Back in the 70's I was living at home going through a rather painful divorce. There was a park close to home and across from the park was a shopping center. A little bookstore opened up directly across from the park. I went in the store to see what they had, and met a really nice lady. She sold mostly children's books, but also carried some Science Fiction. Now I grew up reading just about everything Isaac Asimov wrote (that'll be the subject of another post) and spent Sunday afternoons watching Science Fiction Theater on TV before Football took over. G asked me if I'd read any of Harlan Ellison. I had only read one of his stories in an anthology (Hugo Winners) so I knew the name, but that was about it. She recommended this book, but told me to take the warning seriously. Death Bird Stories is a compilation of 19 short stories and it has a warning to the reader not to read all of them in one sitting as the subject matter is so upsetting it would be too much to absorb all at once. I starting reading it that night. Now I was used to reading a thousand to fifteen hundred pages of theology a day while at Seminary. I looked at the book and thought I'd finish it in about three hours. I read the first story Whimper of Whipped Dogs. It's about a young idealistic woman moving to New York and watching a brutal murder outside her bedroom window, realizing that others in the complex were also witnessing the assault, and seeing something above them in a vapor. I won't give too much of the story away, though the story deals with the disturbing aspect of what Psychologists now refer to as Bystander Syndrome, this was only a few years after the murder of Kitty Genovese and this story was an attempt to not let the reading public forget her. The story took me less than an hour, but that was enough to figure out that it would be best to only read one or two stories a day. Respect the warning. The second story is really much lighter, Along The Scenic Route is about a married couple on a nice drive getting pushed into a car duel. The cars have machine guns, lasers, and government regulated dueling lanes. The winner gets the other driver's life insurance policy. When I started teaching 7th grade English this was the first story I'd tell (you never take your eyes off of 7th graders, even to look at a book) and it always captured their imaginations. I ran into a former student ten years later and he said the only thing he remembered was that story. I Have No Mouth And I Must Scream hit me like a brick between the eyes. It was cathartic, the title alone expressed what I was feeling every time I thought about my failed marriage, loss of career, and mounting debts.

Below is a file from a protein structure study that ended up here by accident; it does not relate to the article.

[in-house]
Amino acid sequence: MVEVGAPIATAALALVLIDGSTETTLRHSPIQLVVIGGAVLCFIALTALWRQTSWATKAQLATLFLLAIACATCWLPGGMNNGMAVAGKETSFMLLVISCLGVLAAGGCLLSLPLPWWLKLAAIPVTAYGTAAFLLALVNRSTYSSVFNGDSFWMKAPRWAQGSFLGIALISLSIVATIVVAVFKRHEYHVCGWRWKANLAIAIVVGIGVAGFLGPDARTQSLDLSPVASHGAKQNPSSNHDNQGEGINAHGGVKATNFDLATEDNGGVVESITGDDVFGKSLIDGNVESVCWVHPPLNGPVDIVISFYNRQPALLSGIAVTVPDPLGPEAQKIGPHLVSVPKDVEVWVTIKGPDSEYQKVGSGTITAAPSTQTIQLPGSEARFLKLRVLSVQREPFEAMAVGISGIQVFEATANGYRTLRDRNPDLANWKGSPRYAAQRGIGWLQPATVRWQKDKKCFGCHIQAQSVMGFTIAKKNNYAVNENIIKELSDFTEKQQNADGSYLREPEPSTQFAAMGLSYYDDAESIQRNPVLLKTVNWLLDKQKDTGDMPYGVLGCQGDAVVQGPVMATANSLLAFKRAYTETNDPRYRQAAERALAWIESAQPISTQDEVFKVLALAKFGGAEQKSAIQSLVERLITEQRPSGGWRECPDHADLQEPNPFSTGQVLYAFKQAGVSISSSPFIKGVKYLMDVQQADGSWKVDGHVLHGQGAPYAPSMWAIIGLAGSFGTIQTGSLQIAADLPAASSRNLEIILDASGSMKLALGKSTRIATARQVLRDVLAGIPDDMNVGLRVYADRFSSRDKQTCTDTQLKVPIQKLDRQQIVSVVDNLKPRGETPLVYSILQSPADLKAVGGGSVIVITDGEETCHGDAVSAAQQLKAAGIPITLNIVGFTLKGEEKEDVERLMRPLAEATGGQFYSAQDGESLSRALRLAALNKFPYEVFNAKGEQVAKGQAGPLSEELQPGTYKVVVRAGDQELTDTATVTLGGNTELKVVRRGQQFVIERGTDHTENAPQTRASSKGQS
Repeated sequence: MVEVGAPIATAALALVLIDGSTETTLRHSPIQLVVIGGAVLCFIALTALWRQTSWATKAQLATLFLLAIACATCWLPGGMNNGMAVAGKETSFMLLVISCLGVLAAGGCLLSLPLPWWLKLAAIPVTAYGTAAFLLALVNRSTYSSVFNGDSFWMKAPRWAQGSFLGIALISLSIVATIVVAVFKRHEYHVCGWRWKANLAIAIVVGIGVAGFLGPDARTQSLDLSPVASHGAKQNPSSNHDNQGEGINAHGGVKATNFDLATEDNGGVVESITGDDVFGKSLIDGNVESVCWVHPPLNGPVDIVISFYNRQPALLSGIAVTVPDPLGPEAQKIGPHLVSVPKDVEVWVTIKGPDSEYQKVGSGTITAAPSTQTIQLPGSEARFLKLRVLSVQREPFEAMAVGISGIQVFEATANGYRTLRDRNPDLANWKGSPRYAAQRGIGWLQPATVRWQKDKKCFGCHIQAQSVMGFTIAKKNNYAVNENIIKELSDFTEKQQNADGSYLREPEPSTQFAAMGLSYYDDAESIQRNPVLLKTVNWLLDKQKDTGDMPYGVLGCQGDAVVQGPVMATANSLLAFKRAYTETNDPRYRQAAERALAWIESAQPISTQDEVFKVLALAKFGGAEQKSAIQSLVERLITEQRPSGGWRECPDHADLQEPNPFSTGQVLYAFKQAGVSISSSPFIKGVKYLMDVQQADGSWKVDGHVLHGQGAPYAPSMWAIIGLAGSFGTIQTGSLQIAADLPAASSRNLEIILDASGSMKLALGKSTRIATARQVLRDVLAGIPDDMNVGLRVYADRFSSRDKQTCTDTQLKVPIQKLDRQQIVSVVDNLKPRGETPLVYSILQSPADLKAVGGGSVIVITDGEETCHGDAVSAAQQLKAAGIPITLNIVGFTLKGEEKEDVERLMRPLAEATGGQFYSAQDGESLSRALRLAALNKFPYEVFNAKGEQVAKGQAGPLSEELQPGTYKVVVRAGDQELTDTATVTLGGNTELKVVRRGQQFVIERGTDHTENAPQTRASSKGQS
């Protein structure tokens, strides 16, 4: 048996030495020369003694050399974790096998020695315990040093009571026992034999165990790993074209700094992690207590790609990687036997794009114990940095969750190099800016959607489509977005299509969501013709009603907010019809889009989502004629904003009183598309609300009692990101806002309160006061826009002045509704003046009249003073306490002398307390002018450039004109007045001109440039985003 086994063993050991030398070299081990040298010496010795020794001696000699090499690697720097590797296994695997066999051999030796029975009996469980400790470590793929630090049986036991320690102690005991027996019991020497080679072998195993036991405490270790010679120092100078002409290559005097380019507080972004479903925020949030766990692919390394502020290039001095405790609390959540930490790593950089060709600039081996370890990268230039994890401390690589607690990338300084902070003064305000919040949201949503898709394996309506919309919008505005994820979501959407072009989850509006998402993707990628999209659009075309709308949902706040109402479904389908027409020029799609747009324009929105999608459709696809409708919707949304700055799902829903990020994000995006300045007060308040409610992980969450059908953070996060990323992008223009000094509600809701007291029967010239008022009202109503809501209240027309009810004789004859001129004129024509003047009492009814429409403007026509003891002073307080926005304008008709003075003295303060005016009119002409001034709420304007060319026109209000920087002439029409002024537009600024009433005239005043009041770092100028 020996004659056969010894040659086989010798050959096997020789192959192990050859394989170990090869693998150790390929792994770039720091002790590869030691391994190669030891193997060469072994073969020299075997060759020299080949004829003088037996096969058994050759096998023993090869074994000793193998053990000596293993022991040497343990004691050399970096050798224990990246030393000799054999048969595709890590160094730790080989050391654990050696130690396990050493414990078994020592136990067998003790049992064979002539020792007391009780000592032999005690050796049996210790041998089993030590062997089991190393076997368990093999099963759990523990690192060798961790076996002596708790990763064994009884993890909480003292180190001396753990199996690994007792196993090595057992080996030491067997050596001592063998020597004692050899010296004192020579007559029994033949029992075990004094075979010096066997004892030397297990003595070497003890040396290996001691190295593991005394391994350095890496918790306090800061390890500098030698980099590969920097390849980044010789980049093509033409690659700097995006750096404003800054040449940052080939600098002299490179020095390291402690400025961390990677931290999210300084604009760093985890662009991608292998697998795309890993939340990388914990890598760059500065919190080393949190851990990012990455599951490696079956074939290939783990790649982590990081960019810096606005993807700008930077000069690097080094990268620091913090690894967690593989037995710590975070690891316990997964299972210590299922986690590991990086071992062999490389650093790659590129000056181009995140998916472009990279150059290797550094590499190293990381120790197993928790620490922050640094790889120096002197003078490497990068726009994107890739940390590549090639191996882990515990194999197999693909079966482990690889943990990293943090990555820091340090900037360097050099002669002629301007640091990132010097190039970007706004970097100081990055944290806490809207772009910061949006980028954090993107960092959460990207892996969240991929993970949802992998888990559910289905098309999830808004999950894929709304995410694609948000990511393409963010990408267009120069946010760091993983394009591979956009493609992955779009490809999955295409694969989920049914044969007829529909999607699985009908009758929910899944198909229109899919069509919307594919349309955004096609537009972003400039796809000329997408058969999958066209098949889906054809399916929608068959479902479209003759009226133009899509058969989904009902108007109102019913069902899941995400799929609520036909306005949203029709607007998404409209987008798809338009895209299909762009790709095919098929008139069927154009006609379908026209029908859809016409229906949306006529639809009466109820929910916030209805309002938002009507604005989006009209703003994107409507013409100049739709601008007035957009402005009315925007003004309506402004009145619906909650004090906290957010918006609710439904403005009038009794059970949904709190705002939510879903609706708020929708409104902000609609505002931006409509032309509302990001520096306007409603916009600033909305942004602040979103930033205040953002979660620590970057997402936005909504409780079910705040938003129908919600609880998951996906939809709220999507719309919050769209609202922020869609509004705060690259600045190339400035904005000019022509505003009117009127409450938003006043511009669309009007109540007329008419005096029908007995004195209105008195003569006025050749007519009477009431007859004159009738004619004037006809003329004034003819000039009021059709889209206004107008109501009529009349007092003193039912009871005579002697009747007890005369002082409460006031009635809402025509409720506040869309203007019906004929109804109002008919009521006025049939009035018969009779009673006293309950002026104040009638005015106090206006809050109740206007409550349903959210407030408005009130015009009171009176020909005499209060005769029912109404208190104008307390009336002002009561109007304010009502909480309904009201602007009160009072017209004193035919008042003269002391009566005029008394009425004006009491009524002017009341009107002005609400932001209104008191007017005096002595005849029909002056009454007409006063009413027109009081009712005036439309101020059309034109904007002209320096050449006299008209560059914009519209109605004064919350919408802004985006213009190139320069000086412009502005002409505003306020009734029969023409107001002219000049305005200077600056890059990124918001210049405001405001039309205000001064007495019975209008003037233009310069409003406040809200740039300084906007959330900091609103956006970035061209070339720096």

When I finished the book I actually felt better. It didn't end the depression caused by my circumstances, but many of my feelings that I had no words to express were enacted in these stories, and it lightened my depression. I spent the rest of that summer buying every book by Ellison I could find. It was a good year for it, as many of his out of print books were being reissued. I don't have every book he published, but I've come close. I love his writing style, and in one of his anthologies Steven King wrote a forward in which he uses the analogy that reading Ellison is like being milk in a refrigerator, that sooner or later milk takes on the flavor of whatever else is around, and that whenever he reads Ellison he becomes the milk taking on Ellison's flavor.
Ellison wrote the screenplay for one of the early Outer Limits episodes, Demon With A Glass Hand, which starred Robert Culp. City On The Edge Of Forever is his episode in the original Star Trek, the one where Kirk and Spock go back to the Depression era and has Joan Collins as KIrk's love interest. I saw an interview once where he even admitted to writing an episode of the Flying Nun hoping to ask Sally Fields out on a date.
Still no matter how many of his books you read (if you can find a copy I highly recommend The Glass Teat, The Other Glass Teat, and Ellison Watching -- his essays and criticism of Nixon and Agnew and their manipulation of TV shows) Deathbird Stories is the one book that never leaves your memory.
..."writing an episode of the Flying Nun hoping to ask Sally Fields out on a date". I had to chuckle as this sounds like a plan I would hatch! I marvel at your reading capacity!
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